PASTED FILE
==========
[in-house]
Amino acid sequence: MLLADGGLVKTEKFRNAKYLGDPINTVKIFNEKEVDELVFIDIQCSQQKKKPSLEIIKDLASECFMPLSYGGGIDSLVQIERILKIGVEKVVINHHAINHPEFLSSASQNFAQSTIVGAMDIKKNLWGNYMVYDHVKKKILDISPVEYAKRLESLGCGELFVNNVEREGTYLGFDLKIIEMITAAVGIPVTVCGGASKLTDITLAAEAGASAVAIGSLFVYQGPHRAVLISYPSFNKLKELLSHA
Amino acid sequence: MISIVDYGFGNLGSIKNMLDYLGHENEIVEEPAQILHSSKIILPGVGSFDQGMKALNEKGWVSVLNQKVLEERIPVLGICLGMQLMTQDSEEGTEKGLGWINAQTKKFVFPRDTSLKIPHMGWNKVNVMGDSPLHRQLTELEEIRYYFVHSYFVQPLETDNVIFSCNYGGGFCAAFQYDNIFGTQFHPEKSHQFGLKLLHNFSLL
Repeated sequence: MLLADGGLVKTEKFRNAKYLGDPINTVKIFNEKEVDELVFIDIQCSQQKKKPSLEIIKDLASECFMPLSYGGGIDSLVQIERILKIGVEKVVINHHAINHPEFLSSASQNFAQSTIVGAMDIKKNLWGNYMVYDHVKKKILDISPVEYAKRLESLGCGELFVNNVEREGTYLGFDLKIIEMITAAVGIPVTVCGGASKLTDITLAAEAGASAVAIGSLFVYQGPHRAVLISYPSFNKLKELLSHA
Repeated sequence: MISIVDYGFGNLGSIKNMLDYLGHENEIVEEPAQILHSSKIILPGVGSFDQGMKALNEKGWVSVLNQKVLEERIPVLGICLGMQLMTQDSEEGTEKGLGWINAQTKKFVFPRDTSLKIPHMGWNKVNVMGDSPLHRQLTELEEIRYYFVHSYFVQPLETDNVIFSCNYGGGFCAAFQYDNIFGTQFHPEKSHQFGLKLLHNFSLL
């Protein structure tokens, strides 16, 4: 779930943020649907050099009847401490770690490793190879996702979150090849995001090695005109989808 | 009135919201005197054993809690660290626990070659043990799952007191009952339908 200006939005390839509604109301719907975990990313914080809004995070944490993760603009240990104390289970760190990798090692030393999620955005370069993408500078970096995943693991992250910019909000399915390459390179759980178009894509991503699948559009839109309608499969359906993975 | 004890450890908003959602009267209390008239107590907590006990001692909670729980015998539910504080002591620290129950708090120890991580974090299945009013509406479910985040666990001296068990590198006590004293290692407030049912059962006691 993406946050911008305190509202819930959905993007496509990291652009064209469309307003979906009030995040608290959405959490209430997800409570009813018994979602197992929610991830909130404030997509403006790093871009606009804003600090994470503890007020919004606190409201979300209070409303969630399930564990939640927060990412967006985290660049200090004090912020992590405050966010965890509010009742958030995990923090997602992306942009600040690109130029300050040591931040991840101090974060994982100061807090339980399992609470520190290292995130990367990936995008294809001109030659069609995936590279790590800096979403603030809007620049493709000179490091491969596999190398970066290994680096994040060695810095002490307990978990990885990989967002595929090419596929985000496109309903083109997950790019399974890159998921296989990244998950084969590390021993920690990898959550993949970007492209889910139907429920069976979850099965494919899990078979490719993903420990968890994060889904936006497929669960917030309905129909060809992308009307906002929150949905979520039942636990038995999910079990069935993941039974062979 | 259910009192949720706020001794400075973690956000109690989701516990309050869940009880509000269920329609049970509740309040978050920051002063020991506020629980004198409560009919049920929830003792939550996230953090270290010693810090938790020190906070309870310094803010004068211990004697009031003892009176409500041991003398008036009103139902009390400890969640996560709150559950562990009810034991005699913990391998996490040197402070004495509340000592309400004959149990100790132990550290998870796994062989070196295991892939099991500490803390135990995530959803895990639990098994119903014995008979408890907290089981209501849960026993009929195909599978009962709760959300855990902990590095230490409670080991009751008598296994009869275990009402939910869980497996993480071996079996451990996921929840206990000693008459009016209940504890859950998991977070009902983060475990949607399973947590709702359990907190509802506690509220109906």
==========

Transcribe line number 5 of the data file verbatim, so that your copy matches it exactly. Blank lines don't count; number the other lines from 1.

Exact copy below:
Repeated sequence: MISIVDYGFGNLGSIKNMLDYLGHENEIVEEPAQILHSSKIILPGVGSFDQGMKALNEKGWVSVLNQKVLEERIPVLGICLGMQLMTQDSEEGTEKGLGWINAQTKKFVFPRDTSLKIPHMGWNKVNVMGDSPLHRQLTELEEIRYYFVHSYFVQPLETDNVIFSCNYGGGFCAAFQYDNIFGTQFHPEKSHQFGLKLLHNFSLL